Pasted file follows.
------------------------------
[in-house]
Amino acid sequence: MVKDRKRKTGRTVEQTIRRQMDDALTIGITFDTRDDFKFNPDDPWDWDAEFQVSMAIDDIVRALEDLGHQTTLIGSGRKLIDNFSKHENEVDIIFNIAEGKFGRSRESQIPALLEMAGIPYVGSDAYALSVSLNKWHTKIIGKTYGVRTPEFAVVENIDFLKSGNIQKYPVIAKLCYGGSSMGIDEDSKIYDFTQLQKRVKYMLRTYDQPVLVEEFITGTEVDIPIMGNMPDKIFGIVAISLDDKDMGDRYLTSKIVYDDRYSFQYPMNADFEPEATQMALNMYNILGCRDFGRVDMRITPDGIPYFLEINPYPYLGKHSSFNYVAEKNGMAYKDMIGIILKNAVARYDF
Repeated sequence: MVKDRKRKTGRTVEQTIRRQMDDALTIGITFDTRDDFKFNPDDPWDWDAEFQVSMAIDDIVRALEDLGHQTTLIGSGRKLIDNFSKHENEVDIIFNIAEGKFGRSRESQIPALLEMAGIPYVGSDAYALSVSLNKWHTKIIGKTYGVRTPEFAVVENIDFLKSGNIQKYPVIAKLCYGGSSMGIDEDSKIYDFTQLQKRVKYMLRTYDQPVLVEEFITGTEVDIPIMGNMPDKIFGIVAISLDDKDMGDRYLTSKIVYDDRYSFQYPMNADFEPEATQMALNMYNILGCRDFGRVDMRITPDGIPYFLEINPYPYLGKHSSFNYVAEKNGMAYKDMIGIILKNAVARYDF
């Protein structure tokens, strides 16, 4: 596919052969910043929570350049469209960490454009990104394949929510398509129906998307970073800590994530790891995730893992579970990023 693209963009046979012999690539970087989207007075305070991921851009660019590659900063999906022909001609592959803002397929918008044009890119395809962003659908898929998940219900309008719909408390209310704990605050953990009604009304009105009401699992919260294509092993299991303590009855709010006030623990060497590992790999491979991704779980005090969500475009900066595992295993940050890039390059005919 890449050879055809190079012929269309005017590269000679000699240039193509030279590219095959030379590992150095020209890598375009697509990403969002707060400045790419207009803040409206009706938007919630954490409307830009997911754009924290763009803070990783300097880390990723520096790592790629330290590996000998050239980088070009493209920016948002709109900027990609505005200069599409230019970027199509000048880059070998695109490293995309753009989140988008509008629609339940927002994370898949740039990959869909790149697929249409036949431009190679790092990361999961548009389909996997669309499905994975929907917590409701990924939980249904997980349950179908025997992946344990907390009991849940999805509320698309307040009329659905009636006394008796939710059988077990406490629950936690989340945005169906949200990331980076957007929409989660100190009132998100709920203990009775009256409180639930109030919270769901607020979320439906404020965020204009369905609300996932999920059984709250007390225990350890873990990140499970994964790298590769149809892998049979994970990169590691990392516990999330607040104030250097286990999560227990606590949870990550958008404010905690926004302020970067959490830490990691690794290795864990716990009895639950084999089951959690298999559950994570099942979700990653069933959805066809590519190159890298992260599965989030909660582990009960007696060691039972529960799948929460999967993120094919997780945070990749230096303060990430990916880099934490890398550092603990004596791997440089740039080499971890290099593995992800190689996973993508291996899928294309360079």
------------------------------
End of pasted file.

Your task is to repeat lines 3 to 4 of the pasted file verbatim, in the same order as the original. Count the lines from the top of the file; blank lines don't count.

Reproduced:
Repeated sequence: MVKDRKRKTGRTVEQTIRRQMDDALTIGITFDTRDDFKFNPDDPWDWDAEFQVSMAIDDIVRALEDLGHQTTLIGSGRKLIDNFSKHENEVDIIFNIAEGKFGRSRESQIPALLEMAGIPYVGSDAYALSVSLNKWHTKIIGKTYGVRTPEFAVVENIDFLKSGNIQKYPVIAKLCYGGSSMGIDEDSKIYDFTQLQKRVKYMLRTYDQPVLVEEFITGTEVDIPIMGNMPDKIFGIVAISLDDKDMGDRYLTSKIVYDDRYSFQYPMNADFEPEATQMALNMYNILGCRDFGRVDMRITPDGIPYFLEINPYPYLGKHSSFNYVAEKNGMAYKDMIGIILKNAVARYDF
């Protein structure tokens, strides 16, 4: 596919052969910043929570350049469209960490454009990104394949929510398509129906998307970073800590994530790891995730893992579970990023 693209963009046979012999690539970087989207007075305070991921851009660019590659900063999906022909001609592959803002397929918008044009890119395809962003659908898929998940219900309008719909408390209310704990605050953990009604009304009105009401699992919260294509092993299991303590009855709010006030623990060497590992790999491979991704779980005090969500475009900066595992295993940050890039390059005919 890449050879055809190079012929269309005017590269000679000699240039193509030279590219095959030379590992150095020209890598375009697509990403969002707060400045790419207009803040409206009706938007919630954490409307830009997911754009924290763009803070990783300097880390990723520096790592790629330290590996000998050239980088070009493209920016948002709109900027990609505005200069599409230019970027199509000048880059070998695109490293995309753009989140988008509008629609339940927002994370898949740039990959869909790149697929249409036949431009190679790092990361999961548009389909996997669309499905994975929907917590409701990924939980249904997980349950179908025997992946344990907390009991849940999805509320698309307040009329659905009636006394008796939710059988077990406490629950936690989340945005169906949200990331980076957007929409989660100190009132998100709920203990009775009256409180639930109030919270769901607020979320439906404020965020204009369905609300996932999920059984709250007390225990350890873990990140499970994964790298590769149809892998049979994970990169590691990392516990999330607040104030250097286990999560227990606590949870990550958008404010905690926004302020970067959490830490990691690794290795864990716990009895639950084999089951959690298999559950994570099942979700990653069933959805066809590519190159890298992260599965989030909660582990009960007696060691039972529960799948929460999967993120094919997780945070990749230096303060990430990916880099934490890398550092603990004596791997440089740039080499971890290099593995992800190689996973993508291996899928294309360079």